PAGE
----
The best places to eat, stay, shop and visit in the South West

What a catch: best British fish to source in summer

Jack Frame reveals how to make the most of the fresh-from-the-boat catch this summer
hake dish british fish summer

Jack Frame, head chef of Hooked on the Rocks in Falmouth, reveals how to make the most of British fish this summer

Lemon sole

To prepare: buy a whole lemon sole. Remove the head with a knife then, using scissors, take off the very outer skirt of the fish (look for the frilly lines). This will enable you to easily lift out the fillet once the fish is cooked. Removing the skin is optional.

To cook: warm a non‑stick frying pan with enough oil (rapeseed works well) to cover the bottom of the pan. Cook the whole fish over a medium heat until it’s golden brown. Flip the fish carefully using a spatula and cook for a further two minutes – this may take longer depending on the size of the fish. Lower the heat and place a knob of butter in the pan to baste the fish. When cooked, take the fish out of the pan and let it rest before removing the bones and serving with a slice of lemon.

Red mullet

To prepare: look for pin-boned red mullet fillets. Season with salt, lemon zest and pepper before cooking.

To cook: turn the grill to its highest setting. Place the mullet, skin‑side up, on an oiled tray and place under the grill for one minute. The mullet should be directly under the heat as this will blister the skin and create delicious flavour and crispness.


To prepare: ask your fishmonger for a 180g fillet of hake (per person). Ten minutes before cooking, season each fillet with a generous pinch of sea salt.

To cook: preheat the oven to 200°C / gas 6. Place a glug of oil in a non‑stick pan and heat to a medium‑high heat. Once the oil is hot, put the salted hake fillets skin-side down in the pan and cook until the skin is evenly golden and crisp. Then put the frying pan in the preheated oven (if you don’t have an oven-proof frying pan, place the fish on an oiled tray). Cook until the flesh side is springy and slightly undercooked (still a bit translucent). Remove the fillets from the oven, flip them over so they are skin-side up and gently baste the fish with oil from the pan. Serve.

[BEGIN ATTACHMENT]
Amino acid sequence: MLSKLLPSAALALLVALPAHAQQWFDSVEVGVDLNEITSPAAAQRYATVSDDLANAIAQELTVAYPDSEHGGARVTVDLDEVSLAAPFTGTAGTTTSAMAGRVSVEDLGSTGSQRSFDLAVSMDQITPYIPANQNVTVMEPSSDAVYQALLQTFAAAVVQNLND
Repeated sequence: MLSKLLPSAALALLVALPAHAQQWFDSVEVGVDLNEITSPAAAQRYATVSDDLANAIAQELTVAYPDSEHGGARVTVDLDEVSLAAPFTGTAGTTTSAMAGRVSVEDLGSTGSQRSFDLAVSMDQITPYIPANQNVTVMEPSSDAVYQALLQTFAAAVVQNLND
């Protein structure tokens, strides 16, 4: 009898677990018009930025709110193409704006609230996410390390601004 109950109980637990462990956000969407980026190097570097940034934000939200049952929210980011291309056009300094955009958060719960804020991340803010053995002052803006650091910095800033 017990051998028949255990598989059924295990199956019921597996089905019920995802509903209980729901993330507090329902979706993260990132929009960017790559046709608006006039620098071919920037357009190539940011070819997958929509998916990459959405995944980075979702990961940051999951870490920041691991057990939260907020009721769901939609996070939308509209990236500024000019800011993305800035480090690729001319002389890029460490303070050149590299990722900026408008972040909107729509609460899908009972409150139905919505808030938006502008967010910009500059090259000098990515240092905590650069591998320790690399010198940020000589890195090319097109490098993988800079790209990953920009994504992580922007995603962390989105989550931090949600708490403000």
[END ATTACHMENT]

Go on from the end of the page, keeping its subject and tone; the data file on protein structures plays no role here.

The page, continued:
To prepare: ask your fishmonger for butterflied mackerel fillets which have been pin boned. Generously season the fillets with olive oil and salt.

To cook: heat a barred skillet, griddle pan or barbecue rack and place the fillets skin-side down on it. Cook the fish until it’s marked but can be easily removed without sticking to the metal. Flip the fish onto the flesh side – this will only take seconds to cook. Fresh mackerel is delicious served when slightly blushing (still a little pink, not grey).

Explore more fish recipes here.

Supported content

Share What a catch: best British fish to source in summer with your friends

You may also like
Most read